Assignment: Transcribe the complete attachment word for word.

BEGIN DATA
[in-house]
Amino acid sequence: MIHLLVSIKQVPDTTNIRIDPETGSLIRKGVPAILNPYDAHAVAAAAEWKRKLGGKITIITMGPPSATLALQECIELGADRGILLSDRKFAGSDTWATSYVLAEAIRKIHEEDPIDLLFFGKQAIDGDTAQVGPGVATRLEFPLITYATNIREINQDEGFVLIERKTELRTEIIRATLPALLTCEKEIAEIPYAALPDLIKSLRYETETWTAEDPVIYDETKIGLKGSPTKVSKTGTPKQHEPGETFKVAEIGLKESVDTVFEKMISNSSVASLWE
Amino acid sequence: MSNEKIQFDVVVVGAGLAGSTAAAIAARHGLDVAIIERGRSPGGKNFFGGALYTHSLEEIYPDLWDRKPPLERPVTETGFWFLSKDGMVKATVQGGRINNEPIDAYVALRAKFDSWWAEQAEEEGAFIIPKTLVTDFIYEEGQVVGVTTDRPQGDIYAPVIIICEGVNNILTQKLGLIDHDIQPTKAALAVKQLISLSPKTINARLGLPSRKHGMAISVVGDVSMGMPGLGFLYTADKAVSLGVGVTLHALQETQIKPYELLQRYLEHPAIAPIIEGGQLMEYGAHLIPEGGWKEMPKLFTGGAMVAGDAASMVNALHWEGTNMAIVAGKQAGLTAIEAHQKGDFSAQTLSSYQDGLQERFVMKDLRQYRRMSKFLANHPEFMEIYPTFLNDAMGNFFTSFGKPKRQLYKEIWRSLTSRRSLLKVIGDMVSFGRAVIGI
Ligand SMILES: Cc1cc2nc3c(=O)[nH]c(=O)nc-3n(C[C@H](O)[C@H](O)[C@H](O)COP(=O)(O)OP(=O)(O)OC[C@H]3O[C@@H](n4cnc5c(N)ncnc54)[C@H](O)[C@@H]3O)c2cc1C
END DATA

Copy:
[in-house]
Amino acid sequence: MIHLLVSIKQVPDTTNIRIDPETGSLIRKGVPAILNPYDAHAVAAAAEWKRKLGGKITIITMGPPSATLALQECIELGADRGILLSDRKFAGSDTWATSYVLAEAIRKIHEEDPIDLLFFGKQAIDGDTAQVGPGVATRLEFPLITYATNIREINQDEGFVLIERKTELRTEIIRATLPALLTCEKEIAEIPYAALPDLIKSLRYETETWTAEDPVIYDETKIGLKGSPTKVSKTGTPKQHEPGETFKVAEIGLKESVDTVFEKMISNSSVASLWE
Amino acid sequence: MSNEKIQFDVVVVGAGLAGSTAAAIAARHGLDVAIIERGRSPGGKNFFGGALYTHSLEEIYPDLWDRKPPLERPVTETGFWFLSKDGMVKATVQGGRINNEPIDAYVALRAKFDSWWAEQAEEEGAFIIPKTLVTDFIYEEGQVVGVTTDRPQGDIYAPVIIICEGVNNILTQKLGLIDHDIQPTKAALAVKQLISLSPKTINARLGLPSRKHGMAISVVGDVSMGMPGLGFLYTADKAVSLGVGVTLHALQETQIKPYELLQRYLEHPAIAPIIEGGQLMEYGAHLIPEGGWKEMPKLFTGGAMVAGDAASMVNALHWEGTNMAIVAGKQAGLTAIEAHQKGDFSAQTLSSYQDGLQERFVMKDLRQYRRMSKFLANHPEFMEIYPTFLNDAMGNFFTSFGKPKRQLYKEIWRSLTSRRSLLKVIGDMVSFGRAVIGI
Ligand SMILES: Cc1cc2nc3c(=O)[nH]c(=O)nc-3n(C[C@H](O)[C@H](O)[C@H](O)COP(=O)(O)OP(=O)(O)OC[C@H]3O[C@@H](n4cnc5c(N)ncnc54)[C@H](O)[C@@H]3O)c2cc1C